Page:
Three recent events have flooded my brain with the need to call out to Erin Brockovich. She is a real life person portrayed by Julia Roberts in the movie by the same name. Not to spoil it for others, but she fights for the disenfranchised whose water has been polluted by an electric utility that denied such linkage. Yet, we should not be made to rely on white knights like Ms. Brockovich, to make business and government leaders do the right thing.
The first event is the most well-known, with the city of Flint facing a huge water crisis when the state of Michigan tried to save money by retapping into water from the Flint River using pipes that had significant lead build-up. The story goes deeper when state officials were aware of issues and did nothing. People complained and they did nothing. The people had tests done by a reputable source and the findings were denigrated. The governor holds much of the blame for letting his state down. Finally, the tidal wave of complaints and notoriety reached a boiling point and something is being slowly done. I think it can be successfully argued that if this was a more affluent community, action would have been taken sooner.
The second event is the continuation of the coal ash leakage in North Carolina. Duke Energy has been ordered to pay another fine for the Dan River coal ash spill last year. In their own documents, the company knew dating back to 1986 that the pipe that breached was not the type that would survive long term. They also failed to spend on at least two occasions $20,000 to fix the pipe as late as 2007. On top of this, the company has continually denied that people living near other coal ash dumps have water that is contaminated. They have been ordered to do something with these sites, but are accused of using faulty data leading them to a conclusion away from moving the coal ash, which is the more expensive solution.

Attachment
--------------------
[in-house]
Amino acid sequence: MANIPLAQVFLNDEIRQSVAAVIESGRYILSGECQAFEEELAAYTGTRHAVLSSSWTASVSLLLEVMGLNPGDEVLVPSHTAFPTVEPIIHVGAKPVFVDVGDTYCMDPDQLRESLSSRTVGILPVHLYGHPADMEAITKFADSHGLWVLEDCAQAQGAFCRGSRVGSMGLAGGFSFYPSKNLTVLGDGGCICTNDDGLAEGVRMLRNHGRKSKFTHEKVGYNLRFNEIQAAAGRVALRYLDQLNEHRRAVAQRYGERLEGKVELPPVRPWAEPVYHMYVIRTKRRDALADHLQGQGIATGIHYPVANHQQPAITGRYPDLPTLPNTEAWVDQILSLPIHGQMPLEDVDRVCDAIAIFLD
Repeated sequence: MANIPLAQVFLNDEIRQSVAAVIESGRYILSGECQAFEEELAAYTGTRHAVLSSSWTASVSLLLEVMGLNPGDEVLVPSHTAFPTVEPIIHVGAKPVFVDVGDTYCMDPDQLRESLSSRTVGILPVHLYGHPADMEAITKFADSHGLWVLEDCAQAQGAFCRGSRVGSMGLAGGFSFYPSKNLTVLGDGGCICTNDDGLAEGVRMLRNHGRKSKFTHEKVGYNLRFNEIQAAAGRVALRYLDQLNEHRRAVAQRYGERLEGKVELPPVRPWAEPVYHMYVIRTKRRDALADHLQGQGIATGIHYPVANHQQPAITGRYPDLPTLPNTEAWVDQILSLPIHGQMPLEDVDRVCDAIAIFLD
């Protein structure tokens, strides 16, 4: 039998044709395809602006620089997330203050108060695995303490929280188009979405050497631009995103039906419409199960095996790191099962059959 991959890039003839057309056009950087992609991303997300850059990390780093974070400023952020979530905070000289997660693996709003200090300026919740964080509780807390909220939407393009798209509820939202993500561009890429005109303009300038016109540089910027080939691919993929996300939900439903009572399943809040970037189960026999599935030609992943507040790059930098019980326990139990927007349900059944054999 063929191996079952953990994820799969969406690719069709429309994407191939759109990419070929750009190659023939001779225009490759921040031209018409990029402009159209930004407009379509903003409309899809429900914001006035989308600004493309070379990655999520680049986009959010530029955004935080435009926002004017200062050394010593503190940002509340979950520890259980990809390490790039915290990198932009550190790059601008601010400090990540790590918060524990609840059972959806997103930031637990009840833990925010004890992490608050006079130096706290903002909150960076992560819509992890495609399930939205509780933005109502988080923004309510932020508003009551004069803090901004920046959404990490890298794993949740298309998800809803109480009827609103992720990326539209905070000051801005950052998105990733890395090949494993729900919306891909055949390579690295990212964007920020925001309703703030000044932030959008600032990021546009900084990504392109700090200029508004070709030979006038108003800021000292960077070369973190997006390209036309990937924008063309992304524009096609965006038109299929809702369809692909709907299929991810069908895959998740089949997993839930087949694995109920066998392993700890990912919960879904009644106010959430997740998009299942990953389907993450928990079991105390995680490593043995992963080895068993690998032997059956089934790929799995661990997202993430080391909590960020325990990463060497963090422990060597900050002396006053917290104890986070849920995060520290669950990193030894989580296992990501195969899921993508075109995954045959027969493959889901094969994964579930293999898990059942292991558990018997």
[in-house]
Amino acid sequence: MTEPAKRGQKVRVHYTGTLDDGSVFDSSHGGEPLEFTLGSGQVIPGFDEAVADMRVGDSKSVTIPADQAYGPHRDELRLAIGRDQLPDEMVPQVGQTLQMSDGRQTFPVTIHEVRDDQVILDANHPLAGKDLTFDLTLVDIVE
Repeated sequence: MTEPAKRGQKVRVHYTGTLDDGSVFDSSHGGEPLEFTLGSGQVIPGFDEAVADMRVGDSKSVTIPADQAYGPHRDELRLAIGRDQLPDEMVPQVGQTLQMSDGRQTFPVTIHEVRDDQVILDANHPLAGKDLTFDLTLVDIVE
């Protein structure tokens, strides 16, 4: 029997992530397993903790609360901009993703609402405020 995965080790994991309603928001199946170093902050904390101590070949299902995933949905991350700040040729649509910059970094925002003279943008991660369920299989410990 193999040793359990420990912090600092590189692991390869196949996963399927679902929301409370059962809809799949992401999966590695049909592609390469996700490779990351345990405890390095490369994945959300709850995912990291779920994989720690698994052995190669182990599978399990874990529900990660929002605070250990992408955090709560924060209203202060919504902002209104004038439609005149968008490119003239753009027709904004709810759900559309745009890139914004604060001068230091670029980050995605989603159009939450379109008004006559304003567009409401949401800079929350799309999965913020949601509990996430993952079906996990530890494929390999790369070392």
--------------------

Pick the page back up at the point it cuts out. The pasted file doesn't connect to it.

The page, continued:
The third event is equally disappointing about a disappointing court case. About thirty Republican-led states are suing the EPA on violating its authority under the Obama Clean Power Plan requirements which phase in changes over time. My state is one of those states, which is odd as we can easily meet and blow past the plan being the 4th most prolific state in solar energy. The US Supreme Court ruled yesterday to freeze the implementation requirement until the court case is completed, a ruling even surprising the complainants. On top of the campaign finance rulings, this may have been the poorest ruling I have witnessed by this court. It is very disheartening and runs counter to what the world needs us to do to address climate change.
We cannot rely on Erin to save the day, We cannot rely on governors to always do the right thing, as it is not uncommon to look to save money at the expense of citizens who are less inclined to vote for them. We cannot rely on business leaders to “be more than profits” and invest in our community and remedy actions when they are harmful. We must pressure our leaders to think about the environment. Truth be told, the groundswell of actions that have been occurring have propelled us forward. In fact, the best thing coming out of Paris is The Breakthrough Energy Coalition which is led by Bill Gates, Jeff Bezos and Mark Zuckerberg. But, we need government and industry to do their part and help, not hinder these efforts.
Our biggest risks over the next ten years, as measured by the World Economic Forum, are actions on climate change and our global water crisis (the latter goes beyond Flint, but we cannot waste water). Yet, neither of these topics is discussed by one political party and the other does not talk enough about them to distinguish themselves for voters. We can ill-afford a President who does not address these issues going forward. And, we certainly do not need one who said “global warming is a hoax invented by the Chinese to steal our jobs” and who unsuccessfully sued the Scottish government to stop them from putting wind mills off the coast of his golf course development.